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"The study of God's word, for the purpose of discovering God's will, is the discipline which has formed the greatest characters." - James W. Alexander
BIBLE LESSONS QUICK LIST
- The Canon of the Old Testament
- The Canon of the New Testament
- Modern Bible Translations
- Paul's Apostleship and Authority
- Interpreting/Understanding the Bible
- Jesus: Eternal and Divine Son of God
- Jesus: Born, but Not Begotten
- God's Amazing Grace
- What is the Gospel?
- The Passion of the Christ
- A Study of Baptism
- Assurance of Salvation
- Origins of Christian Worship
- A History of Church Divisions
- Introduction to Denominations
- Examining Catholic Doctrines
- False Doctrines of the Early Church
- Three Days and Three Nights
- Predestination and Calvinism
- The Holy Spirit: Our Help and Strength
- What is Speaking in Tongues?
- The Grace of Giving
- The Day Christ Comes Again
- Works and Rewards
- Introduction to the Book of Revelation
- The Divorce Debate
- Genesis, Creation, Dinosaurs, etc.
- Abortion, Stem Cell Research, etc.
Assurance of Salvation
Written by Bob Williams
Confidence and Assurance of Salvation
As Paul approached the end of his life, he spoke with great confidence regarding his eternal salvation. "For I am now ready to be offered, and the time of my departure is at hand. I have fought a good fight, I have finished my course, I have kept the faith. Henceforth there is laid up for me a crown of righteousness, which the Lord, the righteous Judge, shall give me at that day: and not to me only, but unto all them also that love His appearing (2 Timothy 4:6-8)." Paul had great confidence, not in his own perfection, but in the saving grace of God.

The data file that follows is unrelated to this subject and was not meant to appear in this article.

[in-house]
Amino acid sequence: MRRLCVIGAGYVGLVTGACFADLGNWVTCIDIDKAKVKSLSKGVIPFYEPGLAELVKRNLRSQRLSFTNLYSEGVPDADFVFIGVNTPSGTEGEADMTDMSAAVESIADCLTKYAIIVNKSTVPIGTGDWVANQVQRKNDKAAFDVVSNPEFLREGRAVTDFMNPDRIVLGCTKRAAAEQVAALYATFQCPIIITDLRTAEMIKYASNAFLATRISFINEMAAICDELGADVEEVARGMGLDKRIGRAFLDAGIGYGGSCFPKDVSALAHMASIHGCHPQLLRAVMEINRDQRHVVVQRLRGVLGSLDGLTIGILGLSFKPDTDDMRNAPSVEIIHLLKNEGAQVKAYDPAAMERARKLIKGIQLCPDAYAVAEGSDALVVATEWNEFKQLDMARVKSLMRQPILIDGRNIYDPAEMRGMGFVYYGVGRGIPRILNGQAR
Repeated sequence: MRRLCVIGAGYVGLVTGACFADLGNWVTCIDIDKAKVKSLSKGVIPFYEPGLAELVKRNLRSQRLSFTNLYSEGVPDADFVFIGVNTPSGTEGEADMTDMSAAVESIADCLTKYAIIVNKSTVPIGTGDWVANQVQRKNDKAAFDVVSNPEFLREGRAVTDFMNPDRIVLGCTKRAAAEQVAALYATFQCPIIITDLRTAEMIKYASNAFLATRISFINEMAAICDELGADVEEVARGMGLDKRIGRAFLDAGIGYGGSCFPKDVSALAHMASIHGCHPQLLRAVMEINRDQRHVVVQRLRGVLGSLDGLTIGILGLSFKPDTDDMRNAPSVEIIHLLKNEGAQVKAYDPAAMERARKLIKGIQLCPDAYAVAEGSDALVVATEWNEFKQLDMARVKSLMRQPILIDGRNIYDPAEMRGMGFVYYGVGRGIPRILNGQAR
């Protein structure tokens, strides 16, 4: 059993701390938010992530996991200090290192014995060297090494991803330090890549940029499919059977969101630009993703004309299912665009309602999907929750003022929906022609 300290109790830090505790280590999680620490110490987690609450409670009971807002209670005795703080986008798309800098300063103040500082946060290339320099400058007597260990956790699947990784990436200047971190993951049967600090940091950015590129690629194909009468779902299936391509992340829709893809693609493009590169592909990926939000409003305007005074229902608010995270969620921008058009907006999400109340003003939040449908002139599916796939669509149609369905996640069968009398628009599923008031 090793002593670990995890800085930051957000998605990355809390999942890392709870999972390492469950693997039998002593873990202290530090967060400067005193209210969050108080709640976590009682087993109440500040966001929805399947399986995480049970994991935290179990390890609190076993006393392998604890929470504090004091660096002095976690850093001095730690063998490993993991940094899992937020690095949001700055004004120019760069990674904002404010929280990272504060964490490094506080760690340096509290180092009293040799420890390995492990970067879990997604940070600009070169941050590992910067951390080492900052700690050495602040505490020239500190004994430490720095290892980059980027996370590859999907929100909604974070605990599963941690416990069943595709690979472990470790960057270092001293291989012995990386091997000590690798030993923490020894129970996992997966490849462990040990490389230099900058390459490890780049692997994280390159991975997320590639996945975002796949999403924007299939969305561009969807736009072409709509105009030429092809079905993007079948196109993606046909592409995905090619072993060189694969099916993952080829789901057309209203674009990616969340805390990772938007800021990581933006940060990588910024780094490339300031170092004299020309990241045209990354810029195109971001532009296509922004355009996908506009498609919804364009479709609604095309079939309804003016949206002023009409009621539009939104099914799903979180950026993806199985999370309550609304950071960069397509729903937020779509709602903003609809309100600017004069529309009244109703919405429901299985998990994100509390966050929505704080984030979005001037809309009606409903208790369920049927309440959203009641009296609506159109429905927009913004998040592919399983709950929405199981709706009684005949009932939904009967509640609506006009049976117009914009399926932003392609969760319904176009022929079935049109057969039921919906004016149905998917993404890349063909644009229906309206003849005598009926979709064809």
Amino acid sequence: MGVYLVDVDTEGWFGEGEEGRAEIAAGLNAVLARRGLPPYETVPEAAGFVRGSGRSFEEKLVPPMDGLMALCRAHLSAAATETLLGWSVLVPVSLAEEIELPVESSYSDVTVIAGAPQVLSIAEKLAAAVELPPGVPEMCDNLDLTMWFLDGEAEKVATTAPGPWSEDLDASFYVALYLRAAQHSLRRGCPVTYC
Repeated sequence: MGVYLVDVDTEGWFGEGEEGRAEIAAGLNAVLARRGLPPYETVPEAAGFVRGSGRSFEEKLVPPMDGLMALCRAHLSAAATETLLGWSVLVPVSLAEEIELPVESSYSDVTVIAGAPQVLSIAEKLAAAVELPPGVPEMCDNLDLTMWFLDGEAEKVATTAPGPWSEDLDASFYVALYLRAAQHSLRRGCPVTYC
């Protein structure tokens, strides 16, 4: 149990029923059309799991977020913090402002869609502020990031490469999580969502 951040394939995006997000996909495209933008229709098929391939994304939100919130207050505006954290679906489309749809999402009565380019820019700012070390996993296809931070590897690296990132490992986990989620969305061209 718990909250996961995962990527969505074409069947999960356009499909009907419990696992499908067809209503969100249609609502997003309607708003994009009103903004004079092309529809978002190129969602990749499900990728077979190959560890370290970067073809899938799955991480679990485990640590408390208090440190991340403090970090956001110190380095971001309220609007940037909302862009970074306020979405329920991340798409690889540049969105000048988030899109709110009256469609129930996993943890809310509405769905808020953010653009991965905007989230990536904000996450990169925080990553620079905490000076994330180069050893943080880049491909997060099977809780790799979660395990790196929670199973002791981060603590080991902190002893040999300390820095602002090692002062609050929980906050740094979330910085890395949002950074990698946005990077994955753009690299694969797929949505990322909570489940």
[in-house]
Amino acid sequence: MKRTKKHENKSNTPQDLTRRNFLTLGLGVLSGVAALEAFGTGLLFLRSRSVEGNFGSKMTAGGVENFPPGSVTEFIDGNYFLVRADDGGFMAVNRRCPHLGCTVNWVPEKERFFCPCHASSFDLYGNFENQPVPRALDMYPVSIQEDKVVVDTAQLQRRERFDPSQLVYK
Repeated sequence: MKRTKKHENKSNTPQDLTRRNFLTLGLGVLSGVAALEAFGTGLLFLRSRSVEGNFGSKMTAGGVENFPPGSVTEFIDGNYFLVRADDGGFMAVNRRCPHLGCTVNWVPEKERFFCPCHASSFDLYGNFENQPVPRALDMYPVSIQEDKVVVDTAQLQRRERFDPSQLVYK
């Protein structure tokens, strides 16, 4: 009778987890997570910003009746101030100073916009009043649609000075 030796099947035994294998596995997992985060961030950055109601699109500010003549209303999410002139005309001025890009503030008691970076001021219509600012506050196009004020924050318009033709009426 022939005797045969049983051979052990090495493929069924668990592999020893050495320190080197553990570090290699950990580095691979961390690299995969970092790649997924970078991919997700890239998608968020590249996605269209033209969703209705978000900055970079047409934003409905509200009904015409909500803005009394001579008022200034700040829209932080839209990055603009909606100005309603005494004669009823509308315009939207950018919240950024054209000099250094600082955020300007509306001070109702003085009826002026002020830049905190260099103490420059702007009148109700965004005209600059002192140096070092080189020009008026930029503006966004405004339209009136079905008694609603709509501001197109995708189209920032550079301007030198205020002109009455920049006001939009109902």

God wants us to have that same confidence regarding our salvation. The apostle John wrote in 1 John 5:13, "These things I have written to you who believe in the name of the Son of God, so that you may know that you have eternal life."
We cannot be assured and confident if we trust in ourselves.
Romans 3:23 says, "For all have sinned and fall short of the glory of God." No one can stand before God and say, "Look how good I am. I deserve salvation." Because no one does! Christians work hard at overcoming sin, we strive to obey every commandment, to grow more and more, we study and we try to do everything just the way God would have us to do, we fill our lives with good deeds. And we should be doing all these things. But the fact remains: No matter how good we may be at all these things, we're never going to deserve salvation by our own merits.
You can stand before God and say, "Look, here is my list of sins that I've overcome! I deserve to be saved; I've worked so hard and I hardly ever sin now." That's great; but hardly ever sinning is not good enough if you're going to depend on yourself for salvation. James 2:10 says, "For whoever keeps the whole law and yet stumbles in one point, he has become guilty of all." Being really, really good is still not good enough; you'll still fall short of perfection.
And you can hold up that list of all your good deeds as well, but they're not going to make you deserving of anything either. Isaiah 64:6 says, "For all of us have become like one who is unclean, and all our righteous deeds are like filthy garments."
You're just not going to be good enough on your own. And if you've placed your hope and confidence in yourself and how good you are, then you really have no reason to have any hope or confidence!
We can be assured and confident if we trust in Jesus Christ.
Yes, we are going to fall short and we won't be good enough on our own. But there is good news. The good news is that Jesus said, "It is not the healthy who need a physician, but those who are sick.... I did not come to call the righteous, but sinners" (Matthew 9:12-13).
We may still be sinners, but if we are in Christ, then we great reason to hope.